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Suffering the Sky with Charles Cave of White Lies

My name is Charles, and for the last ten years I have been an amateur musician working in the professional sector. During this time it has been my pleasure and privilege to travel the world.

When working in Greater Europe, the chosen mode of transport is, more often than not, a tour bus – a vehicle that I find agreeable, despite it involving sleeping in a carpet-lined coffin for up to 40 nights, and due to the toilets being ‘liquid only’, having to be fairly proclamatory about your bowel’s rhythms to arrange a “stop-off”. When requests come in from overseas, however, well then until Eurostar extend their pipe system to Peoria, Illinois, we gotta fly.

I can’t say that I have ever found flying (and the foreplay and fallout that comes with it) much more than a tedious and uncomfortable necessity. Whether it be tiny, shuddering Norwegian propeller planes landing blind in fog on sheets of ice, Russian stewardesses offering me compensation of a single tissue with which to plug an air conditioning unit that’s keenly pissing water onto my scalp, the flight to America that “forgot the food”, or the menagerie of antisocial passengers everyone has encountered and hopes in vain never to again, I find the whole rigmarole to be a pain in the coccyx that is tough to alleviate. Commercial planes, compared to say cars, or trains, have not made leaps and bounds in comfort and functionality in the last thirty years. The emphasis for development has been on making the miracle of flight more affordable. In 1969 a flight from London to Helsinki could have set you back £1200, where as today, the budget airlines can whisk you away from Glasgow to an Essoueran souk for the cost of two lavender daiquiris – a remarkable feat that opens travel up to all who possess a sense of adventure and a valid passport. For that reason I’m loathe to hearing slander against the budget airlines: They make no claims to be much more than a cheap orange stepping stone across the sky, and we should be thankful for their no-frills frugality if it is the difference between going somewhere or going nowhere. I’m not writing to whinge about why I dislike flying, most of my qualms are unoriginal and shared by many; the screaming babies that have robbed frequencies from my hearing, the lost luggage, the time a Japanese stewardess force-fed me a banana after the plane had landed because I had rejected the airline meal in lieu of my own packed lunch…but instead, I want to share a few practical “upgrades” to my otherwise economy experience that I have made over the years. Some will seem base, but Hey-Ho.

1. Upgrade Your Own Legroom 

The first thing I do when I locate my assigned seat is get that literature the hell out of the pocket on the back of the seat in front of mine. On some airlines you might have a safety card, an inflight magazine, a thick duty-free brochure, a sick bag, a pair of flight-socks or a sleeping mask, a newspaper, who knows! This stuff could measure up to a thickness of well over an inch, and all it’s doing is blocking your beautiful legs that deserve better. Some ‘premium economy’ seats on airlines only actually boast about an inch extra legroom than their economy seats, so by removing all this crud, and stowing it above you in the overhead locker, you’re halfway to lacklustre luxury, and one miniature Cava bottle away from feeling like Chaka Khan.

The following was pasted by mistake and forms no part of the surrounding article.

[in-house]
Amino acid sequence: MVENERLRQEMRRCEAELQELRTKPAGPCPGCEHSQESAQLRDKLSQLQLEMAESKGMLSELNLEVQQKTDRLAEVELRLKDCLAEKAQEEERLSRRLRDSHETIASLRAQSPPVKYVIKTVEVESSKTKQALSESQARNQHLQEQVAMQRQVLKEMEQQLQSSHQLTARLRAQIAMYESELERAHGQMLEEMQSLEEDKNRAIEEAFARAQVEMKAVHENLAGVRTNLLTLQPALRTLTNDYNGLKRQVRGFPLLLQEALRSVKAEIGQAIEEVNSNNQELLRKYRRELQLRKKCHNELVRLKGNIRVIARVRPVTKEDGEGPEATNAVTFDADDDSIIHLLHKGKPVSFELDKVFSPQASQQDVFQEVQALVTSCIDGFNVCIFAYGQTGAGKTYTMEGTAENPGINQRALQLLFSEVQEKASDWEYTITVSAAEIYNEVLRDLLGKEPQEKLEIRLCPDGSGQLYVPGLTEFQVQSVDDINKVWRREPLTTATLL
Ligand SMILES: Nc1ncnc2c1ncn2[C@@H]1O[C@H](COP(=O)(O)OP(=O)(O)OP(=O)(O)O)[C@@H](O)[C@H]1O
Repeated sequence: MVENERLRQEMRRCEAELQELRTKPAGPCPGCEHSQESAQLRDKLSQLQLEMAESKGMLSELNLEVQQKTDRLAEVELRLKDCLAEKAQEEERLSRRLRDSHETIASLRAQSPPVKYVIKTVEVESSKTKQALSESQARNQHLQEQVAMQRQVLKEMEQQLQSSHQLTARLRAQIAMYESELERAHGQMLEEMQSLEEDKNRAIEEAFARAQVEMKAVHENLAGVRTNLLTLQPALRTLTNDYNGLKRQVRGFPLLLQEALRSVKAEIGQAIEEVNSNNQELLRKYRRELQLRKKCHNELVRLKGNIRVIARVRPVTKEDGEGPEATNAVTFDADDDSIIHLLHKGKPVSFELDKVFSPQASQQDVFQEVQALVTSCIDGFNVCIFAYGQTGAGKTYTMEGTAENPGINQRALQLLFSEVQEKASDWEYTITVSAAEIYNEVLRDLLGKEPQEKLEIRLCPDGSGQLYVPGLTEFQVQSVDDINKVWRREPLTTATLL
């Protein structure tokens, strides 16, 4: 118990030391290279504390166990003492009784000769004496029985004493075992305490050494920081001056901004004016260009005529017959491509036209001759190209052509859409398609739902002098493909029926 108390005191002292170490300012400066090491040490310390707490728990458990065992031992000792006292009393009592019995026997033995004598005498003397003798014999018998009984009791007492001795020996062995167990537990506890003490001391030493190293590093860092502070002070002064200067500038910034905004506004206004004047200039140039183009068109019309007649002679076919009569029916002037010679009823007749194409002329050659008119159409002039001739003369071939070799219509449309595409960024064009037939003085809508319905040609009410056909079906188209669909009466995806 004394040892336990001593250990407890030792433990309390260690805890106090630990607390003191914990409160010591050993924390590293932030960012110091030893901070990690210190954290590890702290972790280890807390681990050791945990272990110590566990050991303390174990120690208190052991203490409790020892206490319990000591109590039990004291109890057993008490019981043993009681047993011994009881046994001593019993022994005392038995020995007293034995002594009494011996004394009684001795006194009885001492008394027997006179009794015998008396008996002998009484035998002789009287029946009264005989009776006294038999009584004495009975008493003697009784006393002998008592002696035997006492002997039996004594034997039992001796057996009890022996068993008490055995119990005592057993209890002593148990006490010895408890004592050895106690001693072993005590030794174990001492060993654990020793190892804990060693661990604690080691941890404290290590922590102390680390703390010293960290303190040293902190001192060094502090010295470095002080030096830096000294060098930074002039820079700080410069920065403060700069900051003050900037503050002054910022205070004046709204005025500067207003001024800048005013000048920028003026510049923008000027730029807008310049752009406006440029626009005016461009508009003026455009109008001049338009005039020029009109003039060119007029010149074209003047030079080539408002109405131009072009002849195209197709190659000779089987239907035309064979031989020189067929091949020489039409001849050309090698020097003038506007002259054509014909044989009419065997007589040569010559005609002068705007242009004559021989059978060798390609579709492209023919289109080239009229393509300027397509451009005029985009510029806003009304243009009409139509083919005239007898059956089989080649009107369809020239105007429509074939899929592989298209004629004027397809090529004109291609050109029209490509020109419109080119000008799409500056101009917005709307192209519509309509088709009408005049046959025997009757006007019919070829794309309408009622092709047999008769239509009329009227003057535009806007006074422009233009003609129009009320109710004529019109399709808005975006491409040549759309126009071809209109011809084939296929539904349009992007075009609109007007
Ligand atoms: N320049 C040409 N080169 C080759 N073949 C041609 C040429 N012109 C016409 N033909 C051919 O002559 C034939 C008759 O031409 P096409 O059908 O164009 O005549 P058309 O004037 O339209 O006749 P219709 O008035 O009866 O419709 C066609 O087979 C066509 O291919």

2. Get yourself a bag-bag 

Continuing on with the theme of personal space, this has been a game-changer for me. What I like to call a bag-bag, can be thought of as an oversized beltless bumbag (fanny-pack), liberally adorned with pockets of all sizes and functions. Delfonics, the fine Japanese stationary company, make a beautiful one.


In this bag-bag (which until boarding, sits poised at the top of my rucksack) I can fit everything and more I could ever desire during a flight. Here’s what it can hold with miraculous Mary Poppins-esque efficiency:

  • 2 modest length novels
  • An Ipad
  • Passport
  • A charger and/or portable charger.
  • Flight socks and eye mask (if you’re into that)
  • Several small tubes of cosmetics (moisturiser or whatever)
  • Packeted tea-bags (always fun bringing your own interesting teas, and a great conversation starter with your neighbour or a steward/ess)
  • Comb (beard)
  • Headphones (ear-bud – these actually cancel noise better than some big ones. I recommend these.
  • Notebook
  • Pens and pencils (Always have one handy to fill out international landing cards)
  • Various pills or medicine, including painkillers or sleeping pills.
  • ipod classic.
  • A tube of sweets like Fruit Gums
  • Chewing gum
  • *I don’t smoke or vape, but lord knows I could fit a vape pen in there*

Using a bag-bag like this enables you to have everything you need at your disposal, and it will happily lie under your seat or the seat in front of you leaving all your legroom and foot-space totally clear. The last thing you want is to be putting a rucksack or a satchel etc down there.